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Disclaimer: I work for a companycompany which produces UDP file transfer software, probably a competitor of the maker of the UDP plug-in you talk about.

Yes it is possible to build a UDP file transfer application using C#, but no it is not possible to do it well within 240 developer hours.

UDP/IP involves placing nearly raw datagrams onto the network wire. Things you take for granted with TCP/IP, like making sure the datagram gets there, avoiding duplicates, keeping messages in order, making sure you don't send data too fast or too slow, all have to be done by you.

UDP based file transfer solutions are becoming very popular because of the opportunity to develop all of the transport functionality from scratch, thereby avoiding a lot of the problems inherent in TCP. UDP is simply a blank slate upon which one can create a better (or worse) solution.

Throttling simply means making sure that the data rate does not exceed some set value. That's actually pretty easy by itself. All UDP transport solutions that I know of will do that.

Making sure that the network can actually handle going that fast is much harder and is a key differentiator amongst the various UDP solutions out there. Cramming too much data into a network path, even for a moment, can create huge disruptions. Setting a throttle limit is the simplest way to avoid that, but it only works if you know in advance what the network capacity happens to be.

Disclaimer: I work for a company which produces UDP file transfer software, probably a competitor of the maker of the UDP plug-in you talk about.

Yes it is possible to build a UDP file transfer application using C#, but no it is not possible to do it well within 240 developer hours.

UDP/IP involves placing nearly raw datagrams onto the network wire. Things you take for granted with TCP/IP, like making sure the datagram gets there, avoiding duplicates, keeping messages in order, making sure you don't send data too fast or too slow, all have to be done by you.

UDP based file transfer solutions are becoming very popular because of the opportunity to develop all of the transport functionality from scratch, thereby avoiding a lot of the problems inherent in TCP. UDP is simply a blank slate upon which one can create a better (or worse) solution.

Throttling simply means making sure that the data rate does not exceed some set value. That's actually pretty easy by itself. All UDP transport solutions that I know of will do that.

Making sure that the network can actually handle going that fast is much harder and is a key differentiator amongst the various UDP solutions out there. Cramming too much data into a network path, even for a moment, can create huge disruptions. Setting a throttle limit is the simplest way to avoid that, but it only works if you know in advance what the network capacity happens to be.

Disclaimer: I work for a company which produces UDP file transfer software, probably a competitor of the maker of the UDP plug-in you talk about.

Yes it is possible to build a UDP file transfer application using C#, but no it is not possible to do it well within 240 developer hours.

UDP/IP involves placing nearly raw datagrams onto the network wire. Things you take for granted with TCP/IP, like making sure the datagram gets there, avoiding duplicates, keeping messages in order, making sure you don't send data too fast or too slow, all have to be done by you.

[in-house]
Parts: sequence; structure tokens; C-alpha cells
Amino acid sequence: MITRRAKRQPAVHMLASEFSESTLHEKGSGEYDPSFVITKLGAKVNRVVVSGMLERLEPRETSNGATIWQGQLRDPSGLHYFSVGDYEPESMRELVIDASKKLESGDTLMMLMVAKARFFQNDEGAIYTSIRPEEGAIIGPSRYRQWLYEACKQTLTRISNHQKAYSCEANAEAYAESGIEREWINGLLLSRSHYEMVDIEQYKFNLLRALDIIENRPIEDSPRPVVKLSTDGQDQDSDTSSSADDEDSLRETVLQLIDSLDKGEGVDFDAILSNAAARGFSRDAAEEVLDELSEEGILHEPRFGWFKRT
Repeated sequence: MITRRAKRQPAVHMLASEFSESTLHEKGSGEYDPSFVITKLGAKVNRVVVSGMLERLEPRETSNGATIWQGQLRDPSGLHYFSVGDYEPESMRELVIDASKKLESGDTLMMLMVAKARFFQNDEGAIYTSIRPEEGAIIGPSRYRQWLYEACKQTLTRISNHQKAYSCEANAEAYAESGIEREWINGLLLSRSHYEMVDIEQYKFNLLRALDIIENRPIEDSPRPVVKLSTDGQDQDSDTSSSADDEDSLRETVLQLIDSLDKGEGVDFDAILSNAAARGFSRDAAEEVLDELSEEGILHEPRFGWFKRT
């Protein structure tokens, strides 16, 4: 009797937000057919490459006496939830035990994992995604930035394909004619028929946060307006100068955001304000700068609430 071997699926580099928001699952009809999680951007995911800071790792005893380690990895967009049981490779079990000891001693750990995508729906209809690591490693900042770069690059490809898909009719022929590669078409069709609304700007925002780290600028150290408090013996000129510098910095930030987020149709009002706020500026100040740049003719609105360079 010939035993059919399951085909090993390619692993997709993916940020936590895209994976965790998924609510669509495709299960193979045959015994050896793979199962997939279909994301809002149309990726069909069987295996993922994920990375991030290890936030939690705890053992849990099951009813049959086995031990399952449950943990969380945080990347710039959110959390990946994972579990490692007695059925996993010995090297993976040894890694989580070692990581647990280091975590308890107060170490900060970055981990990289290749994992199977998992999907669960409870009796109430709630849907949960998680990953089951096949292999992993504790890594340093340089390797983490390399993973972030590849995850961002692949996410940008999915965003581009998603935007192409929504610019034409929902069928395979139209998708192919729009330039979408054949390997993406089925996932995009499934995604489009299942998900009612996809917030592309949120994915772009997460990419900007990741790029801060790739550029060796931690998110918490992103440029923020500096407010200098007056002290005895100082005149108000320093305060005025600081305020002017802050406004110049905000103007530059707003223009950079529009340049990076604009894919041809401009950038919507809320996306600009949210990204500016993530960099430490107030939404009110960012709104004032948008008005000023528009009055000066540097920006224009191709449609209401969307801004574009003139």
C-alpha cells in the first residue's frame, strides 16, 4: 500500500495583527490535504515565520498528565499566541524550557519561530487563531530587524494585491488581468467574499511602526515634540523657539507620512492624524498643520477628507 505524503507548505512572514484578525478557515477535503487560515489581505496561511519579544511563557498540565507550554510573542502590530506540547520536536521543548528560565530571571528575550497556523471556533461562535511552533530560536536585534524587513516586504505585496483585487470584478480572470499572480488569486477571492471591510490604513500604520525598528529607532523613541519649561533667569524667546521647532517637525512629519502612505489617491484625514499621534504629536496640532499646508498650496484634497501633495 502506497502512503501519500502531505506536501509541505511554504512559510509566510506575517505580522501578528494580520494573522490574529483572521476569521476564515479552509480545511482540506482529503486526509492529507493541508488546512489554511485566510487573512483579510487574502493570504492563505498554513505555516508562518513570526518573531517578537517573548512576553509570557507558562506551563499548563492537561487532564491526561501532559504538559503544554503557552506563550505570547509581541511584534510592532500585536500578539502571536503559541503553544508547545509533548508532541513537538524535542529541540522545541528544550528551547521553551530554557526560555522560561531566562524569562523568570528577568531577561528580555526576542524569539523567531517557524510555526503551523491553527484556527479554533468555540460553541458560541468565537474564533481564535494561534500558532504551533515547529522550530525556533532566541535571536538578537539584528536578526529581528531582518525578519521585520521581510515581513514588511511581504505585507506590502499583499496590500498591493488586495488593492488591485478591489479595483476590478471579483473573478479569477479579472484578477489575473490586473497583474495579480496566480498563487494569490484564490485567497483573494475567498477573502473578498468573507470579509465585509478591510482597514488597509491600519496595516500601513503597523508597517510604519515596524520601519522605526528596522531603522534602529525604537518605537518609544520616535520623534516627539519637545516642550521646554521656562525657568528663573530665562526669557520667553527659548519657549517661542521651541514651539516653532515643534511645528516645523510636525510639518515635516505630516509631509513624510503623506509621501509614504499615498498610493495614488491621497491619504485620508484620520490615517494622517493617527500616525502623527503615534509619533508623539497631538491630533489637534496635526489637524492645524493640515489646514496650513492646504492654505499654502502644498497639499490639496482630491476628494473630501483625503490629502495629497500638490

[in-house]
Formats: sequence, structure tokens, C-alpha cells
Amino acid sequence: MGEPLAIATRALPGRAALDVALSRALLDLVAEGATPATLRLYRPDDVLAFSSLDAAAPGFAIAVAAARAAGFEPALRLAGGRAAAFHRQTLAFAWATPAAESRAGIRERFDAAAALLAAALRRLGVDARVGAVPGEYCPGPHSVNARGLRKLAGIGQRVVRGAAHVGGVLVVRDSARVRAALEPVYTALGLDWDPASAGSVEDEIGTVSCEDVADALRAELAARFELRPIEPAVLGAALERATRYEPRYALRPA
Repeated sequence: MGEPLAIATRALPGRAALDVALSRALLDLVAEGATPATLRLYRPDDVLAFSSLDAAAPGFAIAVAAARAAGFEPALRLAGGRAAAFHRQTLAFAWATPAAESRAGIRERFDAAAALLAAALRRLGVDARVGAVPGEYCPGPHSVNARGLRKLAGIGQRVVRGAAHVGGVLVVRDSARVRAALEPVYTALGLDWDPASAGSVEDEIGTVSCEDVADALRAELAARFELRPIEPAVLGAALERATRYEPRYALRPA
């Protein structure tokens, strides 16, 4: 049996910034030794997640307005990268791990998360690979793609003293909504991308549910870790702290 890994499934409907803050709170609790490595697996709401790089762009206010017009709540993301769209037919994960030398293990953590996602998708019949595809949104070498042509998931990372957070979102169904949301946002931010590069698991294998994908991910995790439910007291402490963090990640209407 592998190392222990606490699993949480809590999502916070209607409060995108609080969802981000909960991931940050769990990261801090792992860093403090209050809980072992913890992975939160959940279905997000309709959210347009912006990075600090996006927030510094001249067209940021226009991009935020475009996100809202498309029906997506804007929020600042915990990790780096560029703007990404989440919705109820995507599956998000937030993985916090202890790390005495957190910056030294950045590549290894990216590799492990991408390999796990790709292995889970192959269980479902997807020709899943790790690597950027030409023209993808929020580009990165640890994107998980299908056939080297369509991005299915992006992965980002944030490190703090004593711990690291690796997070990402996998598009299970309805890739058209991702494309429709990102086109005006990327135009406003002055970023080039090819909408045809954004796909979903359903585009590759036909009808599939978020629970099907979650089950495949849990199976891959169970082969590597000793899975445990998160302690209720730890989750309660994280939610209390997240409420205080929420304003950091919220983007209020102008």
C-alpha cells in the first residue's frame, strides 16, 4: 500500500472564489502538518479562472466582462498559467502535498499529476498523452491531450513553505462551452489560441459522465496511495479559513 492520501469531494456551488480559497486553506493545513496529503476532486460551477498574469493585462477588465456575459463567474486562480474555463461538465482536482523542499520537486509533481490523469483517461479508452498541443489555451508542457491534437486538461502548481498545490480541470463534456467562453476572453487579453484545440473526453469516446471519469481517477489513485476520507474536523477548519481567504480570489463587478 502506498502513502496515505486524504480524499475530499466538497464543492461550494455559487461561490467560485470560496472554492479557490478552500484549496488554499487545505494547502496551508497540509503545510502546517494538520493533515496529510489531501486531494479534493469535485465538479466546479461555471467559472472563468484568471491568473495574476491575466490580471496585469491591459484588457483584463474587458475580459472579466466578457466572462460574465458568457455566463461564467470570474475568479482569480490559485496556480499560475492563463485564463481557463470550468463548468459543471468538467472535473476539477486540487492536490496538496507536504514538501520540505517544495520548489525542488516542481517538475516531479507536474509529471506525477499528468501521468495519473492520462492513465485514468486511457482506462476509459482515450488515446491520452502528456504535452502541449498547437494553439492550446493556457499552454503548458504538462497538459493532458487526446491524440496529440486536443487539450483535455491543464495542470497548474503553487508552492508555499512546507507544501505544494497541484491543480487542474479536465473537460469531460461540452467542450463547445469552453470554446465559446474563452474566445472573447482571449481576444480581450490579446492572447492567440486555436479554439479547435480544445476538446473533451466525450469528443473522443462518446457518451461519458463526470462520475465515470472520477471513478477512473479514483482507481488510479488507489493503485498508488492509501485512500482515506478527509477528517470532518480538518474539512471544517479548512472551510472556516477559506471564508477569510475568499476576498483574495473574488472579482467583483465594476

UDP based file transfer solutions are becoming very popular because of the opportunity to develop all of the transport functionality from scratch, thereby avoiding a lot of the problems inherent in TCP. UDP is simply a blank slate upon which one can create a better (or worse) solution.

Throttling simply means making sure that the data rate does not exceed some set value. That's actually pretty easy by itself. All UDP transport solutions that I know of will do that.

Making sure that the network can actually handle going that fast is much harder and is a key differentiator amongst the various UDP solutions out there. Cramming too much data into a network path, even for a moment, can create huge disruptions. Setting a throttle limit is the simplest way to avoid that, but it only works if you know in advance what the network capacity happens to be.

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Disclaimer: I work for a company which produces UDP file transfer software, probably a competitor of the maker of the UDP plug-in you talk about.

Yes it is possible to build a UDP file transfer application using C#, but no it is not possible to do it well within 240 developer hours.

UDP/IP involves placing nearly raw datagrams onto the network wire. Things you take for granted with TCP/IP, like making sure the datagram gets there, avoiding duplicates, keeping messages in order, making sure you don't send data too fast or too slow, all have to be done by you.

UDP based file transfer solutions are becoming very popular because of the opportunity to develop all of the transport functionality from scratch, thereby avoiding a lot of the problems inherent in TCP. UDP is simply a blank slate upon which one can create a better (or worse) solution.

Throttling simply means making sure that the data rate does not exceed some set value. That's actually pretty easy by itself. All UDP transport solutions that I know of will do that.

Making sure that the network can actually handle going that fast is much harder and is a key differentiator amongst the various UDP solutions out there. Cramming too much data into a network path, even for a moment, can create huge disruptions. Setting a throttle limit is the simplest way to avoid that, but it only works if you know in advance what the network capacity happens to be.